Highly regarded within the Democratic Party for her diplomatic chops, it was widely expected that she would land a role in Biden’s administration.
In a statement, Biden praised Power as a “world-renowned voice of conscience and moral clarity,” and nodded to their time together in the Obama administration.
“I know firsthand the unparalleled knowledge and tireless commitment to principled American engagement she brings to the table,” Biden said, “and her expertise and perspective will be essential as our country reasserts its role as a leader on the world stage.”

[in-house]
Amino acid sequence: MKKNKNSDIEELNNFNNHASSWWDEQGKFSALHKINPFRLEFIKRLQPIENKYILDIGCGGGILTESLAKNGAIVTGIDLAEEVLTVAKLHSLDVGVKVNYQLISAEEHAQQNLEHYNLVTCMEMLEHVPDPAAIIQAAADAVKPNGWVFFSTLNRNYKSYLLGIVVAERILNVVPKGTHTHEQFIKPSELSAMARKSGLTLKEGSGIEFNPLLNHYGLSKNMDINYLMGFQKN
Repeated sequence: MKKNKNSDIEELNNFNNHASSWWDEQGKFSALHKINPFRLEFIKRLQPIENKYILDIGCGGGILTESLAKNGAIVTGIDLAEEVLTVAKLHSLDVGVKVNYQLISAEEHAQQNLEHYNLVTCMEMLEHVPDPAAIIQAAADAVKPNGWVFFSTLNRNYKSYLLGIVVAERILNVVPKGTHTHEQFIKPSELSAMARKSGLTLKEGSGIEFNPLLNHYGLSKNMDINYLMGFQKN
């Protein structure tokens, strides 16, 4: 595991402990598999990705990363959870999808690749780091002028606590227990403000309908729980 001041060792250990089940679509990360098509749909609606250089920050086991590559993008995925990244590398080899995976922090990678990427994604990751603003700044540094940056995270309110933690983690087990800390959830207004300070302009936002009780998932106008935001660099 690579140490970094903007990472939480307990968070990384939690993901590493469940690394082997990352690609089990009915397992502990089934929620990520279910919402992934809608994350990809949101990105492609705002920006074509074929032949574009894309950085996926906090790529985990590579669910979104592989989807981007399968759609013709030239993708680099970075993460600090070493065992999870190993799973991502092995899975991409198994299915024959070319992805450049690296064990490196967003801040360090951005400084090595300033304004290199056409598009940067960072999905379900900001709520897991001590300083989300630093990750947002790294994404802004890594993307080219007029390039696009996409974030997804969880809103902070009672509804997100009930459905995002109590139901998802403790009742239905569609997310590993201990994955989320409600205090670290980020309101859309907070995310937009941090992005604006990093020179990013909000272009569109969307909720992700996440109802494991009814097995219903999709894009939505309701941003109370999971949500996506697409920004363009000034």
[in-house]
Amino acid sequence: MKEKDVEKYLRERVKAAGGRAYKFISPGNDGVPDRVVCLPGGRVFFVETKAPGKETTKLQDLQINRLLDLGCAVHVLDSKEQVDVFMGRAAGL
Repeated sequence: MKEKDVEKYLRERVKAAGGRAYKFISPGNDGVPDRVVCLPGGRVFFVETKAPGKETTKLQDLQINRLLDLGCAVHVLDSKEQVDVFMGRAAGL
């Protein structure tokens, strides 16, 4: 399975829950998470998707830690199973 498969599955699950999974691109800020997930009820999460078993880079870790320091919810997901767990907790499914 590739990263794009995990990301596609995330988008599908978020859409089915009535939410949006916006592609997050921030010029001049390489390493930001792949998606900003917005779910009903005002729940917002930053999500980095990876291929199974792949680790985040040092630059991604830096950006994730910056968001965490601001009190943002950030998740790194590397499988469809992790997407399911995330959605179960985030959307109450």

Biden also announced that he would elevate the USAID administrator to have a seat at his White House’s National Security Council, which will be led by national security adviser Jake Sullivan.
Power joins a team of incoming foreign policy officials that includes Antony Blinken as secretary of State, Linda Thomas-Greenfield as ambassador to the U.N. and John Kerry as special presidential envoy for climate.
Biden has relied heavily on former diplomats to fill out his administration, underscoring his commitment to rebuilding historic alliances that have weakened under President Donald Trump.
On Monday, Biden announced that he would nominate William Burns, a former deputy secretary of State and career foreign service officer, as CIA director.